Marker Logo HMdb.org THE HISTORICAL
MARKER DATABASE
“Bite-Size Bits of Local, National, and Global History”
“Bite-Size Bits of Local, National, and Global History”
Near Strasburg in Shenandoah County, Virginia — The American South (Mid-Atlantic)
 

Cedar Creek

Strategic Crossing

 

—1862 Valley Campaign —

 
Cedar Creek, Strategic Crossing, 1862 Valley Campaign image. Click for full size.
By Roger Dean Meyer, June 3, 2006
1. Cedar Creek, Strategic Crossing, 1862 Valley Campaign
Inscription. Just west of modern route 11 is the Daniel Stickley Farm. The ruins of the Stickley Mills are located beside the creek just below the house. During the war, the Valley Turnpike ran past the brick Stickley house and turned right onto a covered bridge over Cedar Creek. The bridge no longer stands but the original abutments are still visible.

In early March 1862, the Federal army advanced south “up” the Shenandoah Valley in pursuit of Stonewall Jackson’s Confederates. Jackson assigned Col. Turner Ashby’s cavalry to act as his army’s rear guard. Ashby made his stand here at Cedar Creek. Private George Neese of Chew’s “horse battery” recorded the scene here March 18, 1862: “The enemy advanced rapidly and we were ordered to Cedar Creek to oppose their onward march. We put our guns into position about a half mile from the creek on the west side of the pike, on a hill which commanded the bridge and its approaches... When they came within a mile of our position, we opened fire on them with our rifled guns. Their artillery wheeled four guns into battery immediately after we opened and returned our fire. Both sides thundered with a lively exchange for about twenty-five minutes.... Our men burnt the Cedar Creek bridge today before we turned the creek over to the Yanks. The bridge was burning when we were firing
Close Up of Photo On Marker image. Click for full size.
By Roger Dean Meyer, June 3, 2006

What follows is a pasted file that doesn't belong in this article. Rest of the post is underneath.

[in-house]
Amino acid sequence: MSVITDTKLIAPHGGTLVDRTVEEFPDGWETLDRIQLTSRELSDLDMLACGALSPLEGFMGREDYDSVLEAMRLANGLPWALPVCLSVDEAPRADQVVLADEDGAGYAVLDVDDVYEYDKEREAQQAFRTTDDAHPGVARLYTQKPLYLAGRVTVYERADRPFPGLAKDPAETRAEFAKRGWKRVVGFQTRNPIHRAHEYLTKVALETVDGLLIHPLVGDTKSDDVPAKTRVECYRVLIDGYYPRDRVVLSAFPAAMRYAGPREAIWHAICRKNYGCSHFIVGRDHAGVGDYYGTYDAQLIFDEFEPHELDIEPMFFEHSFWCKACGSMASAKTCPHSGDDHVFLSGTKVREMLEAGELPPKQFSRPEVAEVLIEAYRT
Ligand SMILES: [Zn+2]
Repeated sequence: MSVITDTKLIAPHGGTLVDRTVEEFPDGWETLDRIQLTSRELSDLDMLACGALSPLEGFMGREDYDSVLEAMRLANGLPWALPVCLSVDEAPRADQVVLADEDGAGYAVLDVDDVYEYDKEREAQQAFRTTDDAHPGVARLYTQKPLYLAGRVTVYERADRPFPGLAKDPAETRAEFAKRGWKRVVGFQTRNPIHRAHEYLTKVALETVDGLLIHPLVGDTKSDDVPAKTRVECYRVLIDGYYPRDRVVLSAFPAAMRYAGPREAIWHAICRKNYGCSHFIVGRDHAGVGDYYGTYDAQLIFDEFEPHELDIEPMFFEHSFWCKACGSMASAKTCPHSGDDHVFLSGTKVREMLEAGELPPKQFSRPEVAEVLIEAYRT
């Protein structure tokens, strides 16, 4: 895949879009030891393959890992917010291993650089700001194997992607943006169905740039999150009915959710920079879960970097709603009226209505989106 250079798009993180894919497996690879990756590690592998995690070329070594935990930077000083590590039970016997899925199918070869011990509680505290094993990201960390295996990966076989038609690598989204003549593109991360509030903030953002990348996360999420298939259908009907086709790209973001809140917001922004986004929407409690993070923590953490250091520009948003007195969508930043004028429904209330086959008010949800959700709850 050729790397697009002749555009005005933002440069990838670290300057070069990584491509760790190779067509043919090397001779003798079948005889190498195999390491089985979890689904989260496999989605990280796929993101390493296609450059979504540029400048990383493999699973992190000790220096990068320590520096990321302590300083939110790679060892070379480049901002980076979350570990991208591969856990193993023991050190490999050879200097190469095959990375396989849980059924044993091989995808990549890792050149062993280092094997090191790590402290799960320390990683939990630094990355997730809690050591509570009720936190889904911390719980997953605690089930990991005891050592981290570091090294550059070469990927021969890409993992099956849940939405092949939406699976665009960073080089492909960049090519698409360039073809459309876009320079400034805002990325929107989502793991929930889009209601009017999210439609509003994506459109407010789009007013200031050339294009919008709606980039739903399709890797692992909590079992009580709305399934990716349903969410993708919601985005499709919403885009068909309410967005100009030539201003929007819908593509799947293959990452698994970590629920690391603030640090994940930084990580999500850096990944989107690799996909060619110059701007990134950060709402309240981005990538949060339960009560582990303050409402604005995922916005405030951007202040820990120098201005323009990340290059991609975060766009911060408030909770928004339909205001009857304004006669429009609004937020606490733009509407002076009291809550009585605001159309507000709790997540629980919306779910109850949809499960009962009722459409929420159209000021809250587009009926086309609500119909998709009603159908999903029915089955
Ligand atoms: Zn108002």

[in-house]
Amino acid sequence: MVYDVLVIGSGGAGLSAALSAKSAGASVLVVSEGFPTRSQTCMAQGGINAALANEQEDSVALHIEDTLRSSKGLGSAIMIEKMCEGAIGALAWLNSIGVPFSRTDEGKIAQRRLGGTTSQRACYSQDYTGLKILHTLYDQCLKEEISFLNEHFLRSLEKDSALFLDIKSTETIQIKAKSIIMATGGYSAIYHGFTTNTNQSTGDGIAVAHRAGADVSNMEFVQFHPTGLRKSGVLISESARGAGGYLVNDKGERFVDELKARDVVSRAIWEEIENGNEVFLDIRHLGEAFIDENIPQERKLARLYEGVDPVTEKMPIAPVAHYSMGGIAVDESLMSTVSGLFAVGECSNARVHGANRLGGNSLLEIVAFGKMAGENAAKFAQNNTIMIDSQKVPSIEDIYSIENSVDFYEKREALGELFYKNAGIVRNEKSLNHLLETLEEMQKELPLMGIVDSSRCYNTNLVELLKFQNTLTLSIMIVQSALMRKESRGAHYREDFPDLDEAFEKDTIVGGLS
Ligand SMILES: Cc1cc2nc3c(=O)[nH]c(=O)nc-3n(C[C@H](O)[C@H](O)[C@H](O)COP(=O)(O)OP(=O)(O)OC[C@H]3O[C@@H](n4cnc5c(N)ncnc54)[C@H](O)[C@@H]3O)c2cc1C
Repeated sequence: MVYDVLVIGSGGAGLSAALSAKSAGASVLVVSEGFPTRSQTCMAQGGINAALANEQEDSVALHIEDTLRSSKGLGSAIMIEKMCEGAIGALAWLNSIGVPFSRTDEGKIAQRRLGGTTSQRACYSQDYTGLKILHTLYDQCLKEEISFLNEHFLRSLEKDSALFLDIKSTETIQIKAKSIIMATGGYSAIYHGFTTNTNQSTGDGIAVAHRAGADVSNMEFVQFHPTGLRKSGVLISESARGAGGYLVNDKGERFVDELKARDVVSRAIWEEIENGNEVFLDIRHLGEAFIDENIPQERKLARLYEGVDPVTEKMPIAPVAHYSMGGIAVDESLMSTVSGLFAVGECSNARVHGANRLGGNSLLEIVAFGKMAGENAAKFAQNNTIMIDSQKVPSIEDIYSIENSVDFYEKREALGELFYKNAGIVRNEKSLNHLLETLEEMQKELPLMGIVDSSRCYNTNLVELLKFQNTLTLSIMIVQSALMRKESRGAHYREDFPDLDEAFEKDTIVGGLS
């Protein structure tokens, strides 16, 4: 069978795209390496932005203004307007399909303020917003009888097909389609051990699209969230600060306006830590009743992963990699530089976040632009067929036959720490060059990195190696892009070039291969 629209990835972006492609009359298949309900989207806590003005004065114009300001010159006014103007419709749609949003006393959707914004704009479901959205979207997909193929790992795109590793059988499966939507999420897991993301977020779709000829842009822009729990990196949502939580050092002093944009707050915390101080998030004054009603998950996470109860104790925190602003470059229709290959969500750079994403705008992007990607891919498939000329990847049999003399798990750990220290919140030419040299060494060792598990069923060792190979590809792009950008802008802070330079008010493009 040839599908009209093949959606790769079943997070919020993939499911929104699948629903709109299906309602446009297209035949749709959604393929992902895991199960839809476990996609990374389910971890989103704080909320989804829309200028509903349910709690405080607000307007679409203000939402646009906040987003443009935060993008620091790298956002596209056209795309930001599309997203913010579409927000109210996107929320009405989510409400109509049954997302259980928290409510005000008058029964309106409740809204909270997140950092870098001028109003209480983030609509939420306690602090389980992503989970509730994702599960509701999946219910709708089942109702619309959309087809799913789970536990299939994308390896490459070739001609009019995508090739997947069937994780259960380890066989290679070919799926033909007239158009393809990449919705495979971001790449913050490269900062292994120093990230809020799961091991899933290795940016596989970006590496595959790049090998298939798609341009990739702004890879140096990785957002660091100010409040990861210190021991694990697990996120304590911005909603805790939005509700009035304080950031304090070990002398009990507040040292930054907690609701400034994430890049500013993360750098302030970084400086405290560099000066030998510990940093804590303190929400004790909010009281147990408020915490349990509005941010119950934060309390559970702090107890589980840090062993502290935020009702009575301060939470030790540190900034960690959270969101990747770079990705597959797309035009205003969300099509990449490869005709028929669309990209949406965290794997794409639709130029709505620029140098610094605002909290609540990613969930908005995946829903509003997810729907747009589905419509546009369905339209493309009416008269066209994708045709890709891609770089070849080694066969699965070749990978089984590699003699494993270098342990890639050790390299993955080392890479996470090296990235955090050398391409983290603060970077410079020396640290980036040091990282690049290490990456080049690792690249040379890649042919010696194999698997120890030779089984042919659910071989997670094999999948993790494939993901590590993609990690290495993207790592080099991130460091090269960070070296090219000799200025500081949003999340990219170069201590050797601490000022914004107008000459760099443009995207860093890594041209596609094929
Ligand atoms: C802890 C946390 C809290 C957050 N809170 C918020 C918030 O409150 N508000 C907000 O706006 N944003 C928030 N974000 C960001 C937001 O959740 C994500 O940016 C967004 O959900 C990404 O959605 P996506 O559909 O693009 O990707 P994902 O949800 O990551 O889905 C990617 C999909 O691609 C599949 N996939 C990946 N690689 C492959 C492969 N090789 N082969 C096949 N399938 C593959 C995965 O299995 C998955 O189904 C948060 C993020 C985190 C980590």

2. Close Up of Photo On Marker
on their battery.”

On March 24, Chew and Neese occupied the same position during the retreat from Kernstown. A few months later, on May 24, as the Federals retreated to Winchester, Collis’ Zouaves (Union) were cut off and nearly captured by Jackson when they were left at the bridge to act as a rear guard.

Ashby’s cavalry again burned the bridge behind Jackson’s retreating army on June 1.

(Picture Caption) This covered bridge, rebuilt on the original abutments and photographed prior to 1900, is, according to local historians, a close copy of the span burned by Ashby in March 1862. The bridge would be burned and rebuilt (often the following day) at least four times during the war. It was carried away by the spring floods in 1865.
 
Erected by Virginia Civil War Trails.
 
Marker series. This marker is included in the Virginia Civil War Trails marker series.
 
Location. 39° 0.421′ N, 78° 19.163′ W. Marker is near Strasburg, Virginia, in Shenandoah County. Marker is on Valley Pike (U.S. 11) 0.4 miles north of Quarry Road, in the median. Click for map. Located in the median between the north and southbound lanes of US 11. Marker is in this post office area: Strasburg VA 22657, United States of America.
 
Other nearby markers.
Three Markers in the Median of the Valley Pike image. Click for full size.
By Craig Swain, September 29, 2007
3. Three Markers in the Median of the Valley Pike
At least 5 other markers are within walking distance of this marker. A different marker also named Cedar Creek (here, next to this marker); Fort Bowman (here, next to this marker); Frederick County / Shenandoah County (approx. 0.2 miles away); 128th New York Volunteer Regiment (approx. half a mile away); Samuel Kercheval (approx. half a mile away). Click for a list of all markers in Strasburg.
 
Categories. War, US Civil
 
The Modern Bridge Spanning Cedar Creek image. Click for full size.
By Craig Swain, September 29, 2007
4. The Modern Bridge Spanning Cedar Creek
Cedar Creek image. Click for full size.
By Craig Swain, September 29, 2007
5. Cedar Creek
While not posing as an involved crossing as larger rivers in the area, the grade down to the creek was significant enough to limit traffic. During the 1864 battle of Cedar Creek, Confederates crossed in this vicinity while advancing on Federal positions on the high ground to the north.
 
 
Credits. This page originally submitted on , by Roger Dean Meyer of Yankton, South Dakota. This page has been viewed 1,758 times since then and 20 times this year. Photos:   1, 2. submitted on , by Roger Dean Meyer of Yankton, South Dakota.   3, 4, 5. submitted on , by Craig Swain of Leesburg, Virginia. • J. J. Prats was the editor who published this page. This page was last revised on June 16, 2016.
Paid Advertisement